Portland International Rose Test Garden





These photos were taken in October 2014.

The Portland International Rose Test Garden is located in Washington Park in the hills above Goose Hollow, near the Alphabet District.  It is fairly easy to walk from those locations.  The excellent Portland Japanese Garden is nearby in Washington Park.  While I wouldn't be inclined to visit the rose garden if it were the only attraction there, it is certainly worth a stop when visiting the Japanese garden.  If you are walking up from the city below, you can easily pass through the rose garden on your way to the Japanese garden.  As far as rose gardens go, this one is quite extravagant.  There are over 7,000 rose plants on 4.5 acres.  It's all very nicely arranged.  There is an excellent view of Mt Hood.  But my enthusiasm for roses is limited.  The plants aren't particularly attractive.  The flowers vary in color, but all pretty much look & smell the same.  Roses are probably the most beloved & common garden flower.  That explains both the allure & also the unexciting nature of this garden & rose gardens in general.  Roses are evaluated here & Portland is the only North American city that gives awards to roses from around the world.  Portland is known as the City of Roses.  The Portland Rose Festival has been held in the city every year in June since 1907.  The garden opened in 1924.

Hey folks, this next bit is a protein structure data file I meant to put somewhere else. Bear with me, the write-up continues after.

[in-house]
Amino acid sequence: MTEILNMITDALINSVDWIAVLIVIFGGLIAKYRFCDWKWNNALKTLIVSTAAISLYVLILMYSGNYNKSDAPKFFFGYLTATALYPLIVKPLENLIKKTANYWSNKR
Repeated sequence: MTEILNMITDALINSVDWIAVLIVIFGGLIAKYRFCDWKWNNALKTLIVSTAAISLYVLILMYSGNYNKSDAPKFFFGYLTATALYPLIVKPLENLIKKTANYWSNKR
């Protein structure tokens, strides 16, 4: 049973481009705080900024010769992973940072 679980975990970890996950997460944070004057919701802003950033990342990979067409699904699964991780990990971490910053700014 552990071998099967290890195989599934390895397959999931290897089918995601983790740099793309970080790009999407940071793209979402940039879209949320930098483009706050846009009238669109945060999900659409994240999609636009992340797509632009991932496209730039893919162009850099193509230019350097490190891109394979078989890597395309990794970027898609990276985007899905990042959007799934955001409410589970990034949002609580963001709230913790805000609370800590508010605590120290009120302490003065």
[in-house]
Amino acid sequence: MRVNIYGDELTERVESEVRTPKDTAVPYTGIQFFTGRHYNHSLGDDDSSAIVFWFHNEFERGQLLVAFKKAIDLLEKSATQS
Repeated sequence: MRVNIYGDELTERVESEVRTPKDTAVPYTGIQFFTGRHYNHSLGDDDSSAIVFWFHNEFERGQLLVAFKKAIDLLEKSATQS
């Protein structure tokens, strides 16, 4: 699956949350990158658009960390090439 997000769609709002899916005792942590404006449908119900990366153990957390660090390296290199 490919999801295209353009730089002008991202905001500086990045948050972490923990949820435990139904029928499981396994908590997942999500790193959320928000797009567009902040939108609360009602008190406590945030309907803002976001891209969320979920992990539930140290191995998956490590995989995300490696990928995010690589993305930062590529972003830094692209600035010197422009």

Tuesday, September 19, 2017

Crocus kotschyanus





Crocus kotschyanus is a fall-blooming perennial bulb, flowering in late September & early October.  There are several subspecies from Turkey, the Causasus, Syria & Lebanon.  They can be blue, pink, lilac or purple, usually with conspicuous veins.  They are said to spread readily from seed, but that wasn't true in my garden.  Foliage appears in spring.  The are xeric to the point of needing little or no irrigation.  They can be ordered online or by catalog from various bulb companies.  There are many other species of  Crocus that bloom in the fall.  But most are not easy to find.  If you like Crocus, consider searching for them.

Friday, September 1, 2017

Anacortes-Sidney Ferry






Spieden Island.  These photos were taken in August 2014.

Think of the Anacortes-Sidney Ferry as an inexpensive cruise ship through the San Juan Islands in the waters of the Salish Sea between the US mainland in Washington & Vancouver Island in Canada.  This is the most scenic way to get to Victoria, the capital city of British Columbia & a popular tourist destination.  The ferry route passes very near Blakely, Decatur, Lopez, Orcas, Shaw, San Juan, lovely little Spieden & numerous smaller islands, islets & rocks.  The trip takes approximately 2 hours & 30 minutes to 3 hours in each direction.

Friday, August 18, 2017

Eucomis comosa